Mission to Save Lives or Sell More Drugs? : Forbes India

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Just yesterday, we were discussing Cholestrol levels in Medimanage Video Library Sessions. We discussed the thresholds, the causes, treatments  - the basics. The discussion reminded me of this article below from Forbes India, which touches upon, the umpteen number of instances, when Pharma companies lure Doctors to prescribe drugs, which may actually not necessary in the ideal sense.

Article reproduced "as is" below:


by Pravin Palande, Neelima Mahajan-Bansal, Shishir Prasad | Sep 14, 2009 | Original Article

When Radhika Nayyar, 47, at last agreed to take drugs to lower her cholesterol level, her cardiologist felt he had scored a mini victory. For months, the good doctor had tried to persuade her to go on a dosage of statins but she stoutly refused to do so. As the world’s largest selling drugs, statins have convinced millions of their power to reduce cholesterol and thereby the risk of heart attacks, but Nayyar is one of those other millions who believe them to be at best pills of dubious credibility and at worst, a tool of corporate conspiracy against humanity.

“Last time you ignored my prescription,” her doctor, a cardiologist, would say. “But one more time I’m requesting you to go on statins,” he would add painstakingly. But Nayyar would resist: “I am not classified as a heart patient. So why should I take drugs?”

Image: Abhijeet Kini

This sort of exchange went on several times before Nayyar’s cholesterol numbers became so high that she began to reconsider her decision. A compromise was then struck. She was put on a drug called Ezetimibe, a cholesterol lowering drug that is not a statin. It was only a partial victory for the doctor after all.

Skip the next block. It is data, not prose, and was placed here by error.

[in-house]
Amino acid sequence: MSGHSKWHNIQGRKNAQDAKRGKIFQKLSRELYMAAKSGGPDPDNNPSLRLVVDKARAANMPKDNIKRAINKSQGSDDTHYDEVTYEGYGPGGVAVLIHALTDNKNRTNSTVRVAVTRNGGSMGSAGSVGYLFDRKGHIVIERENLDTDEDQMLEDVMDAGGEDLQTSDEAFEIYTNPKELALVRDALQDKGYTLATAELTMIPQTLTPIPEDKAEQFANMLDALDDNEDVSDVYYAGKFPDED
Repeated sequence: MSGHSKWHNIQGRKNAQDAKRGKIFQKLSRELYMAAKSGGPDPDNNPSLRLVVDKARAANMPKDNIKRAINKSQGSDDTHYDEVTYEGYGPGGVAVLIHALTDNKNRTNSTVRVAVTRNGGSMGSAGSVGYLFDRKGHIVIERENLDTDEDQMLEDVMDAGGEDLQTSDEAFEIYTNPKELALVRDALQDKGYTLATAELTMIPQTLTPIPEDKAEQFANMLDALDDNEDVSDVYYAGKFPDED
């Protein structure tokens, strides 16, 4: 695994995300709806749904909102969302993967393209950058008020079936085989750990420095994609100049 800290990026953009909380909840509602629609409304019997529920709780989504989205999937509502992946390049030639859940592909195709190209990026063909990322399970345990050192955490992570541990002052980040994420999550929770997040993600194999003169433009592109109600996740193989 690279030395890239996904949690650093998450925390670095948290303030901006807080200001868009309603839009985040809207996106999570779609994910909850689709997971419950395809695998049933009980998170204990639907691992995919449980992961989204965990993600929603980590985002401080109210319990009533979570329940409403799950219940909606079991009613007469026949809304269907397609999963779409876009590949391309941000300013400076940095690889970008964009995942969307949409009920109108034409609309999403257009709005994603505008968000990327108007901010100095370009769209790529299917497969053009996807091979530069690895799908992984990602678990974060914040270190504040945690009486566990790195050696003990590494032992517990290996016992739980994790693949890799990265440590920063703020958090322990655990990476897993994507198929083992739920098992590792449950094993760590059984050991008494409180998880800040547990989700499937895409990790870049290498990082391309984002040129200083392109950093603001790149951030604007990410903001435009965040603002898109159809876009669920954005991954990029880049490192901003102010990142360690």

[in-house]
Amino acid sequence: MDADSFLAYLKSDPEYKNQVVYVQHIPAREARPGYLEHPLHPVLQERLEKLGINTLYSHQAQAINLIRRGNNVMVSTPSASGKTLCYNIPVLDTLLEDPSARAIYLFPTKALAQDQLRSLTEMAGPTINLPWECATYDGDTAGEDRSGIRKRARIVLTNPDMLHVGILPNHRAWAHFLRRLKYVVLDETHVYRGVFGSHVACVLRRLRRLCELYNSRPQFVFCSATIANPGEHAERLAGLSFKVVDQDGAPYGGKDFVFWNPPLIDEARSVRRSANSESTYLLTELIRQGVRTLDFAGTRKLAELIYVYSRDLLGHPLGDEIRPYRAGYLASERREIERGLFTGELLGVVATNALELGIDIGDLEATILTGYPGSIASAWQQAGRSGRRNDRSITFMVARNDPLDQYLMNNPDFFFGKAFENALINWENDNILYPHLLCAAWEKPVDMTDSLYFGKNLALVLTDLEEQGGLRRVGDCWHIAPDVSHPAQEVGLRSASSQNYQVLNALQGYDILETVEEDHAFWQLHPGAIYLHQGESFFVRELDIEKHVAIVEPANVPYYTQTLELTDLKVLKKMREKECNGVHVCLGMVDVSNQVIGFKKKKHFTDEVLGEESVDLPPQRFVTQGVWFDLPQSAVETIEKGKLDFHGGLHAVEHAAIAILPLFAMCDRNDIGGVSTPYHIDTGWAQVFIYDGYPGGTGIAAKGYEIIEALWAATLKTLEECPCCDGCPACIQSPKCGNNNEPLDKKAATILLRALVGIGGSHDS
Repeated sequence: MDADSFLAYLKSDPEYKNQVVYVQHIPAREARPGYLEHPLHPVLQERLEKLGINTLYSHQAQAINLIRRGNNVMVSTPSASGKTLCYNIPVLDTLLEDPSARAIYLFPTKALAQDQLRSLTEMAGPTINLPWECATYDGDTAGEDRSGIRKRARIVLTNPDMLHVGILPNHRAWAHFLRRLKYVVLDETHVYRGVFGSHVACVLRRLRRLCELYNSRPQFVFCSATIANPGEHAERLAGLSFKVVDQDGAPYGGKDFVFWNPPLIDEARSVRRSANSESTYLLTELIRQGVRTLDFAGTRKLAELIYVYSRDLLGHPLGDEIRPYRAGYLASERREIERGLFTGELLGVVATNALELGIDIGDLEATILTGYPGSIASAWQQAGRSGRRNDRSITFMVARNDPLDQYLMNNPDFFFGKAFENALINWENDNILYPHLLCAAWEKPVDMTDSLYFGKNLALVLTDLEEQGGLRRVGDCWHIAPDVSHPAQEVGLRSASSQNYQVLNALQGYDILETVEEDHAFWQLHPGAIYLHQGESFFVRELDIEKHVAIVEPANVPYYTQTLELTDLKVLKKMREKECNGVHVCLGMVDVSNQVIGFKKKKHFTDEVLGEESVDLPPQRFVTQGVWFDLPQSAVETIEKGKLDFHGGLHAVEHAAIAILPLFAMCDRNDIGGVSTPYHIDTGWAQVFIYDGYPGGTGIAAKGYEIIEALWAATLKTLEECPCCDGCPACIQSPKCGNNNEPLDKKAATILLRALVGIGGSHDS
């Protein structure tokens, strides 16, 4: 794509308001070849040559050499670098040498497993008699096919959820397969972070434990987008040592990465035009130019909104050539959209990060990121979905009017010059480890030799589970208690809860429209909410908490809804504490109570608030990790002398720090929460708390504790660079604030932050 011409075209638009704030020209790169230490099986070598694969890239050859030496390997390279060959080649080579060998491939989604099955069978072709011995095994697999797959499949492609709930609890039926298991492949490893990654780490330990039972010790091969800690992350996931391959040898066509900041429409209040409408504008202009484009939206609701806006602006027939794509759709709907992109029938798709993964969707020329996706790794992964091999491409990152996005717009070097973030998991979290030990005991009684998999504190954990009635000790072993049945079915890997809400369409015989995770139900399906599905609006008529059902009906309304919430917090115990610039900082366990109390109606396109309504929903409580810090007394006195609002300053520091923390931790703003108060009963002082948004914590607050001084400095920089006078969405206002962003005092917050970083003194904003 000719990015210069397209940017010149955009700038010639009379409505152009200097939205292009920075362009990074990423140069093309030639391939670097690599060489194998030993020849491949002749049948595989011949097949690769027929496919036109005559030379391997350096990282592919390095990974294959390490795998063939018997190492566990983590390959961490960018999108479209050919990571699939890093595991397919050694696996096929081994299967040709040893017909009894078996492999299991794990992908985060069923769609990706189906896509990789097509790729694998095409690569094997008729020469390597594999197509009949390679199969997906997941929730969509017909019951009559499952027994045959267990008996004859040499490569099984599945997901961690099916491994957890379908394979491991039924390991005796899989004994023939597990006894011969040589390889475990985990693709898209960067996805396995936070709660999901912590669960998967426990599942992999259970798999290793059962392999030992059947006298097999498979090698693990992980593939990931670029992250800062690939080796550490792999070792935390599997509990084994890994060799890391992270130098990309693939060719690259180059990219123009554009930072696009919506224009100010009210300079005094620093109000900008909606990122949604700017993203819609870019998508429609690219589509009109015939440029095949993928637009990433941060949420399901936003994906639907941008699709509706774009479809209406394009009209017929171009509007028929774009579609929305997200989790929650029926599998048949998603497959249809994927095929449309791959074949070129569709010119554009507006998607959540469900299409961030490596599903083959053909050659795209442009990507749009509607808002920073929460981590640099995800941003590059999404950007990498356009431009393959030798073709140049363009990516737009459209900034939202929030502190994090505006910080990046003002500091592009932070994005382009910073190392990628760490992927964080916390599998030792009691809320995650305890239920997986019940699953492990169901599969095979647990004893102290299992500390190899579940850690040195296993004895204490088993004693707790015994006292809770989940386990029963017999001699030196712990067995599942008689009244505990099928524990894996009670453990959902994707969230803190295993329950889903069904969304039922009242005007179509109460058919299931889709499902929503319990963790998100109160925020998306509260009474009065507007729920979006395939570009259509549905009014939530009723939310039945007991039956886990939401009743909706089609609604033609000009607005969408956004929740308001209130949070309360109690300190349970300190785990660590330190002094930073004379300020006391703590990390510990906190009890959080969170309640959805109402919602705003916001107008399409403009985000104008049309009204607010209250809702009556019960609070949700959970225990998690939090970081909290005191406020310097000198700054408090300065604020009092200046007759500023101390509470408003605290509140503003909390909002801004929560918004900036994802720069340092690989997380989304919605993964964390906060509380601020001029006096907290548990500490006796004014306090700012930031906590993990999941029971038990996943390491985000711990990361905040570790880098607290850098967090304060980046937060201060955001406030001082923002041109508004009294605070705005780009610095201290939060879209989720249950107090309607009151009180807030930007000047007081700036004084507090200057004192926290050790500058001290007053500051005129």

In Nayyar’s stubbornness lies the story of patients’ tussle with cholesterol and heart disease. Nobody argues with their doctors when put on medication because their upper blood pressure level is above 140 or blood sugar levels are above 140 milligram per decilitre (mg/dl). But when it comes to high cholesterol levels, people just don’t want to pop pills. Nayyar argued for long that she would change her lifestyle and her cholesterol would fall. That was never achieved.

The world over, cholesterol is one of the most controversial subjects in medicine and statins are among the most critiqued treatments. The connection between cholesterol and heart attacks is still challenged by some, but even among those who accept that link, there is a large group which says the pharmaceutical industry is raking in billions in profits by selling statins to people who don’t need them. These people say the fraternity of doctors also co-operates in this grand scheme. What’s the proof?

They point to the fact that the recommended cholesterol level has been lowered repeatedly over the last several decades. It is not that only laymen and activists hold this view. Some veterans in the business of mending hearts think so too. Dr. Devi Shetty, founder of Narayana Hrudayalaya which is the world’s largest centre for heart surgery, says the importance of statins as a drug to prevent heart attacks has been exaggerated. “Hundred percent it is the pharma companies. Pharma companies can influence the prescription process,” he says.

At the core of the debate is the threshold number for total cholesterol (TC) in a person that would require statin medication. This number is a blend of low-density lipoproteins (LDL), or “bad” cholesterol, and high-density lipoproteins (HDL) called the “good” cholesterol. For a person to escape statins, not only must the total cholesterol be low enough, but LDL should be within limits too. And the clinical world, after dozens of studies, has been lowering these threshold numbers bringing more and more people, previously considered healthy, under the category of cholesterol patients and statin pill-poppers.

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